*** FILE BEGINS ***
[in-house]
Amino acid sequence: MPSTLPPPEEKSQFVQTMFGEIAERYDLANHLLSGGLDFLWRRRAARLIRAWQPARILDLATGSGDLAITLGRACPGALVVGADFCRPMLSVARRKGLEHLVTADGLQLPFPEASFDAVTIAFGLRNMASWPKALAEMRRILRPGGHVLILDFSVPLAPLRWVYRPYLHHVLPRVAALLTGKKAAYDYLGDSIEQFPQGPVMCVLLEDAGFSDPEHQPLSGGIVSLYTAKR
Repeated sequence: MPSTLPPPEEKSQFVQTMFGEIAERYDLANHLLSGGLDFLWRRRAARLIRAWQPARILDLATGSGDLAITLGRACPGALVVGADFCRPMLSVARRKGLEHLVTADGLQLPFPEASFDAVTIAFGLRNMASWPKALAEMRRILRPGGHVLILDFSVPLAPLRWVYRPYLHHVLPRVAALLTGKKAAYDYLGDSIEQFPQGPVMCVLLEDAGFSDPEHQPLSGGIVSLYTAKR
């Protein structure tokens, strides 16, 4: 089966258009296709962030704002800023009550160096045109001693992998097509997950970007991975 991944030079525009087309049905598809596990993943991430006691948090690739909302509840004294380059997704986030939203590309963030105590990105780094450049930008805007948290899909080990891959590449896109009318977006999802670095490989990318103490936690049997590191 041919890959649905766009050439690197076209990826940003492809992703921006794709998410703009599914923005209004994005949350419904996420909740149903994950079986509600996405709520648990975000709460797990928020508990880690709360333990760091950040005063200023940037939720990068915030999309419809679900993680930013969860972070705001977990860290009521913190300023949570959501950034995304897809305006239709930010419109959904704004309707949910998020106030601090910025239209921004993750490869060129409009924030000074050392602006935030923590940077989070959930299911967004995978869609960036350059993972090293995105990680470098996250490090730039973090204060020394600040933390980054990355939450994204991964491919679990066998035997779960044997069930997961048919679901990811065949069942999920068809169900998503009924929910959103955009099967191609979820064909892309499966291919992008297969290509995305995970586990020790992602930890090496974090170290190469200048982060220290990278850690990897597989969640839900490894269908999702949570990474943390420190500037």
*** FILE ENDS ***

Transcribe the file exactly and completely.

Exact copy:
[in-house]
Amino acid sequence: MPSTLPPPEEKSQFVQTMFGEIAERYDLANHLLSGGLDFLWRRRAARLIRAWQPARILDLATGSGDLAITLGRACPGALVVGADFCRPMLSVARRKGLEHLVTADGLQLPFPEASFDAVTIAFGLRNMASWPKALAEMRRILRPGGHVLILDFSVPLAPLRWVYRPYLHHVLPRVAALLTGKKAAYDYLGDSIEQFPQGPVMCVLLEDAGFSDPEHQPLSGGIVSLYTAKR
Repeated sequence: MPSTLPPPEEKSQFVQTMFGEIAERYDLANHLLSGGLDFLWRRRAARLIRAWQPARILDLATGSGDLAITLGRACPGALVVGADFCRPMLSVARRKGLEHLVTADGLQLPFPEASFDAVTIAFGLRNMASWPKALAEMRRILRPGGHVLILDFSVPLAPLRWVYRPYLHHVLPRVAALLTGKKAAYDYLGDSIEQFPQGPVMCVLLEDAGFSDPEHQPLSGGIVSLYTAKR
């Protein structure tokens, strides 16, 4: 089966258009296709962030704002800023009550160096045109001693992998097509997950970007991975 991944030079525009087309049905598809596990993943991430006691948090690739909302509840004294380059997704986030939203590309963030105590990105780094450049930008805007948290899909080990891959590449896109009318977006999802670095490989990318103490936690049997590191 041919890959649905766009050439690197076209990826940003492809992703921006794709998410703009599914923005209004994005949350419904996420909740149903994950079986509600996405709520648990975000709460797990928020508990880690709360333990760091950040005063200023940037939720990068915030999309419809679900993680930013969860972070705001977990860290009521913190300023949570959501950034995304897809305006239709930010419109959904704004309707949910998020106030601090910025239209921004993750490869060129409009924030000074050392602006935030923590940077989070959930299911967004995978869609960036350059993972090293995105990680470098996250490090730039973090204060020394600040933390980054990355939450994204991964491919679990066998035997779960044997069930997961048919679901990811065949069942999920068809169900998503009924929910959103955009099967191609979820064909892309499966291919992008297969290509995305995970586990020790992602930890090496974090170290190469200048982060220290990278850690990897597989969640839900490894269908999702949570990474943390420190500037």